In his 23-year career, Anniston Fire Department Chief Chris Collins says the environments in which firefighters battle fires have changed drastically, becoming more dangerous. Wood and other natural materials in structures and furnishings have been replaced by vinyl and other petroleum-based materials.
And when they burn, they’re toxic.
“It’s no different from a hazmat situation for our firefighters,” Collins said Wednesday.
And in his career, Collins said two Anniston Fire Department sergeants have died of cancer.
Fire officials around the state praised a new Alabama law that will require local governments to provide supplemental insurance coverage for career firefighters diagnosed with cancer.
The bill lists about 20 specific types of cancer, including lung, thyroid, brain, Hodgkin’s lymphoma, and non-Hodgkin's lymphoma.
Officials said the insurance is a better, more flexible option than an expanded workmen's compensation program.
“Sometimes the potential battle with workman’s comp can be overwhelming when you’re already in a bad situation,” Decatur City Fire Chief Tony Grande said.
The bill calls for a lump-sum benefit for firefighters diagnosed with cancer. The cap is $50,000 over a lifetime. There is also a monthly benefit of $3,000 for up to 36 months.
House Bill 360 was sponsored by Rep. Phillip Pettus, R-Greenhill. Sen. Garlan Gudger, R-Cullman, carried it in the Senate.
The legislation also gives volunteer firefighters and retired firefighters the option of paying for the supplemental coverage themselves.
The Alabama League of Municipalities worked on legislation with firefighters. It estimates the requirement will cost government authorities $200 per policy annually.
“It was important to partner with the firefighters in developing a benefit that would provide financial needs during a cancer diagnosis while also being fiscally responsible with public funds,” said Kayla Bass, the League’s public affairs associate.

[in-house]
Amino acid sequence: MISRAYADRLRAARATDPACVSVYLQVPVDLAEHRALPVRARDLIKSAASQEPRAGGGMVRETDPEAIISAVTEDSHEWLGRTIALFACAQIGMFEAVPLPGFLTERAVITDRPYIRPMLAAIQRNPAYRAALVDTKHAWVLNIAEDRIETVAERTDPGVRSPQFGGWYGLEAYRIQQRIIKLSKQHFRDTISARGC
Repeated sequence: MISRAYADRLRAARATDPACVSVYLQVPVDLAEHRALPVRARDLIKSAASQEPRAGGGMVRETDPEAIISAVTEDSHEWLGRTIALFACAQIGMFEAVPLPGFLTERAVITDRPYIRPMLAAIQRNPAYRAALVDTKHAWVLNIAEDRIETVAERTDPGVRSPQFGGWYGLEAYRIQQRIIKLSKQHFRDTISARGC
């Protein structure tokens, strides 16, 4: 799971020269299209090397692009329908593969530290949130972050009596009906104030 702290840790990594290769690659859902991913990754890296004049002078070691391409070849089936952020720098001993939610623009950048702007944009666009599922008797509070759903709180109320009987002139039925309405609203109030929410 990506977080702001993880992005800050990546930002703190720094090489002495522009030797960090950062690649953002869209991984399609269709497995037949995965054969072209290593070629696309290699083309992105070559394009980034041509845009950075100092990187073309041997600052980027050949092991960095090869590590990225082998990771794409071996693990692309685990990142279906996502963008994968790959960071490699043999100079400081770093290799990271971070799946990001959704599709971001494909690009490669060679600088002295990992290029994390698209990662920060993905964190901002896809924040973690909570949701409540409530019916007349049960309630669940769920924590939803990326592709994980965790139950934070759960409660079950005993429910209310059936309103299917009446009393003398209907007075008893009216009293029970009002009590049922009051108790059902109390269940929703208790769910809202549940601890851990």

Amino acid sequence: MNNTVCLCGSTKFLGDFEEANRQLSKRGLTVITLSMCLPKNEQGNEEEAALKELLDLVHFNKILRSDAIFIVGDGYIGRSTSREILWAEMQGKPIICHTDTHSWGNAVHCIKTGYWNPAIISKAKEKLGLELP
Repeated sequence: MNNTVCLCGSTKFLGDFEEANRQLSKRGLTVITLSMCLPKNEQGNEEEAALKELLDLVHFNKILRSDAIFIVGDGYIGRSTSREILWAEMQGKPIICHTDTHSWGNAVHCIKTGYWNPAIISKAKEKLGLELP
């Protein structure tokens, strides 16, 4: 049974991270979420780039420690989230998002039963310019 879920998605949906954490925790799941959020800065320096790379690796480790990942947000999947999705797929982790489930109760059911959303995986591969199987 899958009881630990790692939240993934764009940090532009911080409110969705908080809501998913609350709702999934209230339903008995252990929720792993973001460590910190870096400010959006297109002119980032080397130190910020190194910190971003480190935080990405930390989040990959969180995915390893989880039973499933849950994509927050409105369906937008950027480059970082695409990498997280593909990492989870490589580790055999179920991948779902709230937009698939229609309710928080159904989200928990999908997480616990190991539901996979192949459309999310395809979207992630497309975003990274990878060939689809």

Local funds would pay for the increase in insurance coverage, which was a part that many of the bill’s cosponsors liked about the bill.
“The way I looked at it, obviously it’s going to help firefighters, they are getting cancer right and left, and it doesn’t cost the state of Alabama any money,” Rep. Andrew Sorrell, R-Muscle Shoals, said. “The municipalities will pay for it and the League of Municipalities wanted it so it looked like a win-win situation.”
Rep. Dickie Drake, R-Leeds, who was also a cosponsor on the bill, liked that it gave the firefighters more options for finding help than just through worker’s compensation.
“The firefighters, first of all, are exposed to all kinds of carcinogens when they go into a fire, and actually, if the city had to give workers compensation, it would cost them more than just paying them the insurance policy for them,” Drake said. “So I think it’s a better deal for the city and for the firefighters.”
A lot of the cancer-causing contaminants are ingested after the firefighter is done dealing with the blaze.
When the firefighters return to their station and they fail to properly wash and clean their Personal Protective Equipment, such as their protective hoods, breathing masks and turnout coats, then leftover contaminants can be absorbed into the firefighter’s skin and their surroundings.
Carcinogens are mostly absorbed through the firefighter’s lungs but the skin is the second most concerning access route.
Collins, the Anniston chief, said many department have started doing “decon” — decontamination — of equipment after every structure fire and before they get back to their stations.
“Most all departments are putting in measures to prevent (exposure)," Collins said.
For firefighters, the dangerous part of their job used to be the actual fires they were putting out or the weakened structure collapsing on top of them. However, today cancer is the more likely killer of firefighters.
According to the Firefighter Cancer Support Network, cancer caused 70 percent of the line-of-duty deaths for career firefighters in 2016.
A multi-year study by the National Institute for Occupational Safety and Health found that firefighters had a 9 percent increase in cancer diagnosis and a 14 percent increase in cancer-related deaths compared to U.S. population rates.
Rep. Tommy Hanes, R-Bryant, was also a cosponsor. He favors how it offers more options for health coverage and said he’s heard positive feedback from firefighters.
“It seemed like we were never going to get anywhere as far as workman’s comp legislation, so this seemed like a good fit for Alabama firefighters and at least it gives them coverage for those who contract cancer,” Hanes said. “The firefighters we have here in Jackson County have said they are very grateful that Rep. Pettus brought this bill forward.”